Alphabet stock rises more than 7% as ad slowdown turns out to be less than feared

Alphabet shares rose as much as 7% in extended trading on Tuesday after the company reported earnings for the

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Alphabet shares rose as much as 7% in extended trading on Tuesday after the company reported earnings for the first quarter.

Here's how the company did:

  • Earnings: $9.87 per share, adjusted
  • Revenue: $41.16 billion
  • Cloud revenue: $2.78 billion
  • YouTube advertising revenue: $4.04 billion
  • Traffic acquisition costs: $7.45 billion

Alphabet's revenue growth rate slowed to 13% in the quarter from 17% one quarter earlier, according to a statement. Though it's difficult to say what caused the stock's rise, investors were likely expecting much worse. Given the advertising spend pull-back from some of its major customers and its prior slowed ad growth, the results could have shown a steeper hit. Advertising still makes up the vast majority of Alphabet's total revenue, at 82%.

Analysts surveyed by Refinitiv had expected $10.33 in adjusted earnings per share on $40.29 billion in revenue. Analysts polled by FactSet had expected $7.51 billion in traffic acquisition costs in the quarter. However, comparing Alphabet's actual results with estimates isn't straightforward given the difficulty of predicting the impact of the coronavirus.

On the conference call with analysts and investors, CEO Sundar Pichai said that usage of search, YouTube, and other apps and services was significantly higher as people looked for information on the coronavirus pandemic. Pichai gave an example of increasing engagement, saying coronavirus-related search activity in the US, at its peak, was four times greater than during the peak of the Super Bowl.

But ad revenues suffered even as engagement rose. "In March, we experienced a significant and sudden slowdown in ad revenue" due to the coronavirus pandemic, Pichai said. He said that the company delayed some ad launches as a result.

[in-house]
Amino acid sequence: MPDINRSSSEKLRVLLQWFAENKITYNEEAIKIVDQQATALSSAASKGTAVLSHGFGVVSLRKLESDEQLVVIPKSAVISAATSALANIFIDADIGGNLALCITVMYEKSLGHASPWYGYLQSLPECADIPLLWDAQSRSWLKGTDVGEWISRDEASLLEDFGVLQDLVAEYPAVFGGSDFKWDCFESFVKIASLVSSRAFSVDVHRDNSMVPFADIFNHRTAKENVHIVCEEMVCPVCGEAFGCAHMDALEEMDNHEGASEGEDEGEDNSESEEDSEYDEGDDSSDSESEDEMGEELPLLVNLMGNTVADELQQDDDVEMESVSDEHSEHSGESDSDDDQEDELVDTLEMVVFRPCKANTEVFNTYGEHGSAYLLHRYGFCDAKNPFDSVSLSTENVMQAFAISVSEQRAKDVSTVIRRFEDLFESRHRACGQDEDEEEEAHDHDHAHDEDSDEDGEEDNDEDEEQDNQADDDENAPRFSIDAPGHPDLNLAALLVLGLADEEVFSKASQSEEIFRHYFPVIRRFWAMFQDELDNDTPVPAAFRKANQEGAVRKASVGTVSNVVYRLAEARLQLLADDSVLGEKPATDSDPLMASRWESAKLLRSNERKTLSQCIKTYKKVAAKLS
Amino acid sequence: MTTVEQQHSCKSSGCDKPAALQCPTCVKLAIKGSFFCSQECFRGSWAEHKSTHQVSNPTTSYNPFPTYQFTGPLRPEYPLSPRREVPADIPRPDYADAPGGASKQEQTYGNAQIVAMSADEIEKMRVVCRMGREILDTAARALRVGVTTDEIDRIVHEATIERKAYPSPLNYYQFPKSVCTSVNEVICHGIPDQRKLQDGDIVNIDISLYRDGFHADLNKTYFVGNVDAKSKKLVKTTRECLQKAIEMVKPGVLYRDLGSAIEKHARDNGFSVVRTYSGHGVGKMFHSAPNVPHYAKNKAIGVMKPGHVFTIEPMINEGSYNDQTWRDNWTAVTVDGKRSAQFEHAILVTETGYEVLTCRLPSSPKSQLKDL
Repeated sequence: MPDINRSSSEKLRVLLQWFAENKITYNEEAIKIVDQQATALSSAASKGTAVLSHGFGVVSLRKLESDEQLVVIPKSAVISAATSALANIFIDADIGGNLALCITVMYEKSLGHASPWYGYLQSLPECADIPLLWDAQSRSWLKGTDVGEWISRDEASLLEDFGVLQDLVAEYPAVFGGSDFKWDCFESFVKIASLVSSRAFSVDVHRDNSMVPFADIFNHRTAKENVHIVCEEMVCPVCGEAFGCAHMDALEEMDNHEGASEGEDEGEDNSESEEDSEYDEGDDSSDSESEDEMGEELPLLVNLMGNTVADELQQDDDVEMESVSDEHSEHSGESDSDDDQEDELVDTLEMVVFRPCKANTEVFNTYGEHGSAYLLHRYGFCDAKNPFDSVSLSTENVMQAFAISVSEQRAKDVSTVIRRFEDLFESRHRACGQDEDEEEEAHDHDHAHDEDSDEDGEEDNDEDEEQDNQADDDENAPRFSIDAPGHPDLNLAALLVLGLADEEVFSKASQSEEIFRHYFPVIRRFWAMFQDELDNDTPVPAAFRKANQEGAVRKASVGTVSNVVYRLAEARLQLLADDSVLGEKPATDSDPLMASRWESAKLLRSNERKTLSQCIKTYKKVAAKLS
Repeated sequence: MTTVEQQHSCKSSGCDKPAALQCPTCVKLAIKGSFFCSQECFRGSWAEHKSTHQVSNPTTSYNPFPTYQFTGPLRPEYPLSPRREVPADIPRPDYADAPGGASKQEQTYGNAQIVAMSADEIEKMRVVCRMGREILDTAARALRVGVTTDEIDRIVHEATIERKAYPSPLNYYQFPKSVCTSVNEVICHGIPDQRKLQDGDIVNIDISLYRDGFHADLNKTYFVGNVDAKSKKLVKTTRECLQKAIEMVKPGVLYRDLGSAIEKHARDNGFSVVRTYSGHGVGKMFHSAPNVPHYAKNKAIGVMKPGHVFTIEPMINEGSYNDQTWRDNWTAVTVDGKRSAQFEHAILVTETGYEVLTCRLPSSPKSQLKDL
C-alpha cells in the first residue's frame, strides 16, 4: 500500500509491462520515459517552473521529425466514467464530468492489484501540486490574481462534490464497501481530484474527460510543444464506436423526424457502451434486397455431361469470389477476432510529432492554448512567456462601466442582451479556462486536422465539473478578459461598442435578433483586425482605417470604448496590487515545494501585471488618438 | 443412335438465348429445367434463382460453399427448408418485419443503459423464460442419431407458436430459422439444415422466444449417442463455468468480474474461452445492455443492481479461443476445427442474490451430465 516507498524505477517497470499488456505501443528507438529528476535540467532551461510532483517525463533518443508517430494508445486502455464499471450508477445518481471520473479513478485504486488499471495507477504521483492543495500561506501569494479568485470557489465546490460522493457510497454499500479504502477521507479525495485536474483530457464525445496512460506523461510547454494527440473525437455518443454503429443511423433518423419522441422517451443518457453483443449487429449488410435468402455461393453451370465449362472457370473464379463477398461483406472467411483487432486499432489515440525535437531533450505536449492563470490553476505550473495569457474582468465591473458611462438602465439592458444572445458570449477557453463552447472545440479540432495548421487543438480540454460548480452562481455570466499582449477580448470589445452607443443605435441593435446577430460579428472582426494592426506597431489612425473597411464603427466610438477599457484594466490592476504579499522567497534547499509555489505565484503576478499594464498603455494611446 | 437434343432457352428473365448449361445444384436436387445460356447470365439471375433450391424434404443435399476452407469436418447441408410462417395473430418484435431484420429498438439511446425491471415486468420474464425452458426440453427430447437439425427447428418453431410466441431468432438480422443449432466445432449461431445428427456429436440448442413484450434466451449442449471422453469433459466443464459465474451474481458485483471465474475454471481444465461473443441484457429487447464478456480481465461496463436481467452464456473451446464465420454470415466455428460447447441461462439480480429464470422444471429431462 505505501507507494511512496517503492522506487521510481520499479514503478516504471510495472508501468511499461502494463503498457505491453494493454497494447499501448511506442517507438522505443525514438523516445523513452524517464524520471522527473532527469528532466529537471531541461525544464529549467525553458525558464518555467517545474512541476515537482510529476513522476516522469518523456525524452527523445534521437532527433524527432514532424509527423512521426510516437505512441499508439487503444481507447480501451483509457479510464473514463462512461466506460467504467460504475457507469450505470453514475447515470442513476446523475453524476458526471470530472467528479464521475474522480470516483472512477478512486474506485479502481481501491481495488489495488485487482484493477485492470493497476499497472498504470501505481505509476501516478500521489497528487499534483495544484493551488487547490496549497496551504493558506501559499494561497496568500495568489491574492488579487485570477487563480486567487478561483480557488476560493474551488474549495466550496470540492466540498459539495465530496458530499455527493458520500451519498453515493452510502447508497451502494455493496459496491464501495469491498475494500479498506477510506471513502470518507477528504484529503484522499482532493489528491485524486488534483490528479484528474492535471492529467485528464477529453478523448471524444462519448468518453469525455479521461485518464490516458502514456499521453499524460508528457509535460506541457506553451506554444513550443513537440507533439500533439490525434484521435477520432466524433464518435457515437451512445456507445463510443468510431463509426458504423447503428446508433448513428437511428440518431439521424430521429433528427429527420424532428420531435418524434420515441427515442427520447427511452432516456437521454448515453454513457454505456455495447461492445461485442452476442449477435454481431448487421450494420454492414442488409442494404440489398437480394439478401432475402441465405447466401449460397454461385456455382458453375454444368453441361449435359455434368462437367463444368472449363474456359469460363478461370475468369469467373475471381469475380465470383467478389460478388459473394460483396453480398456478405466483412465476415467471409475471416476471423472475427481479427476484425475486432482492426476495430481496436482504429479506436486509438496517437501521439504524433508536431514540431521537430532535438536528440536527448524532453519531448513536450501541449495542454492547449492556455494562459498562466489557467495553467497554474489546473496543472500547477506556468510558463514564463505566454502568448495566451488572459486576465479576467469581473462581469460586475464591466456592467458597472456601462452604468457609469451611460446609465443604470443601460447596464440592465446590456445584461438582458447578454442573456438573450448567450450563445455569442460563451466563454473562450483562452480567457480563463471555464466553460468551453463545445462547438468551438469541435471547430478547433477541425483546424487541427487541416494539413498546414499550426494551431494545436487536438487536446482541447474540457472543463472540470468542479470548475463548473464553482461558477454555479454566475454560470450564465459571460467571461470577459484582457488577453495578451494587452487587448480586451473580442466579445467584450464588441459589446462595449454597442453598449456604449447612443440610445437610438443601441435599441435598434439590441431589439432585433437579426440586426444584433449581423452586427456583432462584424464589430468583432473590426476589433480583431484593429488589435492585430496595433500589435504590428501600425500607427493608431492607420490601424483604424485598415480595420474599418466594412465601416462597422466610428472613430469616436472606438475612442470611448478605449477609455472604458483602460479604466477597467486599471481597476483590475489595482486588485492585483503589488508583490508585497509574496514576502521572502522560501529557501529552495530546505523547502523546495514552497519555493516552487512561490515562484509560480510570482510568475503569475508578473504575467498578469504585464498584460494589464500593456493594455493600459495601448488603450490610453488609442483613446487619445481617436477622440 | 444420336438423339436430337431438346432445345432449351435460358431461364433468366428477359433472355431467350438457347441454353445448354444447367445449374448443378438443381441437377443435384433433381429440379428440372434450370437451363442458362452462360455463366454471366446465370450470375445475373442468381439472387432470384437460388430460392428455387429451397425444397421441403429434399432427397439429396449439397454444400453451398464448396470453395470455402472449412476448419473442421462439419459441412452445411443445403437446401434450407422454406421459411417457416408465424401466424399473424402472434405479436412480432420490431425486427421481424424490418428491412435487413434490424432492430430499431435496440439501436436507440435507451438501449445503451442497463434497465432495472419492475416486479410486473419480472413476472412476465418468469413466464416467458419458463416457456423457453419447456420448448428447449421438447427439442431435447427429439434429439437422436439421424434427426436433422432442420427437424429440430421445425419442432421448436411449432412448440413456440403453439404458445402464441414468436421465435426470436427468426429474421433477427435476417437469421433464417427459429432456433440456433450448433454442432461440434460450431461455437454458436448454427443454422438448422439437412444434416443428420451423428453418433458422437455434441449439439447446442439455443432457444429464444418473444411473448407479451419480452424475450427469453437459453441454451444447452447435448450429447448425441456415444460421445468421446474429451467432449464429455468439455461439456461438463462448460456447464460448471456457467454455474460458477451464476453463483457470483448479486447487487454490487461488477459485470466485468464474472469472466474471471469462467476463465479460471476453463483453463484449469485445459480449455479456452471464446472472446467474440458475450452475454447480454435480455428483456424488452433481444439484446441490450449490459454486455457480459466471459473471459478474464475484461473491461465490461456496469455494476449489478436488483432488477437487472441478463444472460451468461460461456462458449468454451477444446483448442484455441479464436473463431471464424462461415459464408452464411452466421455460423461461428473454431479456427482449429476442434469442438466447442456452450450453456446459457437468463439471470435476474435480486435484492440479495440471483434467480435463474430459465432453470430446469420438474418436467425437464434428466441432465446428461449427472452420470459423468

During the call, Porat sounded cautiously optimistic that the sharp March drop in ad revenue is starting to modify. "The decline in our Search and other ads revenue was abrupt in March, and although we're seeing some early signs at this point that users are returning to more commercial behavior, it's not clear how durable or monetizable that will be."

YouTube ad revenue grew 33% from last year, CFO Ruth Porat said in the earnings call. However, she noted that brand advertising saw a steep drop-off in March, while other forms of YouTube advertising did not.

Google's total advertising revenues rose to $33.76 billion from $30.59 billion the prior year:

Porat declined to give detailed guidance about the second quarter, only saying it will be "a difficult one."

"As we move beyond the crisis, and the global economy normalizes, this should be reflected in our advertising revenues," she added. "But it would be premature to comment on timing given all the variables here."

Travel companies like Expedia Group and Booking Holdings normally spend heavily on Google search ads, since so many travelers search for trips with terms like "flight to London" or "hotel in San Francisco." But Expedia recently said it normally spends $5 billion on ads, but that it probably "won't spend $1 billion" this year. Similarly, Booking could slash Google ad spending on Google from about $4 billion in 2019 to $1 billion to $2 billion this year, Mark Mahaney, an analyst at RBC Capital Markets, predicted.

On the expense side, Porat also said that overall capex would see a "modest decrease" in 2020 as the company reduces global office space and slows the pace at which it buys office building. She also said the company has adjusted its headcount expectations down -- the company had previously expected more than 20% headcount growth this year, but said it would start to decelerate in the fourth quarter.

Google's "other revenue," which includes hardware like its Pixel phones and cloud products, came in at $4.44 billion, compared to $3.62 billion in the same quarter a year ago.

Revenue from "Other Bets," which includes Alphabet's self-driving car business Waymo as well as life sciences company Verily, came in at at $135 million compared to $170 million in the same quarter the year prior. The Other Bets showed an operating loss of $1.12 billion during the quarter.

The company has begun to put some cost-cutting measures in place. Last week, CNBC reported that the company is cutting marketing budgets by as much as half while placing freezes on various parts across the company. It also told employees that it would be pulling back investments on from data centers and educational resources for workers. By contrast, the company's headcount, which is the largest driver of R&D expenses, grew by 4,903 employees in the fourth quarter, a 20% increase from the year prior.

This is breaking news. Check back for updates.
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